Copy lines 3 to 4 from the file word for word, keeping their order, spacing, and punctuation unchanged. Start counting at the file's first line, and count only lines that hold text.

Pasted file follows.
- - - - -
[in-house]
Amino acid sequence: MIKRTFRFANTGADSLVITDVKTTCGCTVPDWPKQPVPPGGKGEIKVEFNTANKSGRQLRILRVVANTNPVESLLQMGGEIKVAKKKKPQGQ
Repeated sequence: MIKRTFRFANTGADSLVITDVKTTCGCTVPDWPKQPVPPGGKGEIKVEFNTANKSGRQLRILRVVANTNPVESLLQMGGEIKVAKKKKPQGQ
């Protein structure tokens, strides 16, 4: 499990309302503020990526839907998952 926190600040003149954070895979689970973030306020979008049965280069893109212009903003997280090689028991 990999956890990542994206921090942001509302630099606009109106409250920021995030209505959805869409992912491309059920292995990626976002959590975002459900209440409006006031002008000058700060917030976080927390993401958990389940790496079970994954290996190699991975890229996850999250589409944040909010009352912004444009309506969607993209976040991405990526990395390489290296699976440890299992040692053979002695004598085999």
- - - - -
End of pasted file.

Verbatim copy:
Repeated sequence: MIKRTFRFANTGADSLVITDVKTTCGCTVPDWPKQPVPPGGKGEIKVEFNTANKSGRQLRILRVVANTNPVESLLQMGGEIKVAKKKKPQGQ
């Protein structure tokens, strides 16, 4: 499990309302503020990526839907998952 926190600040003149954070895979689970973030306020979008049965280069893109212009903003997280090689028991 990999956890990542994206921090942001509302630099606009109106409250920021995030209505959805869409992912491309059920292995990626976002959590975002459900209440409006006031002008000058700060917030976080927390993401958990389940790496079970994954290996190699991975890229996850999250589409944040909010009352912004444009309506969607993209976040991405990526990395390489290296699976440890299992040692053979002695004598085999």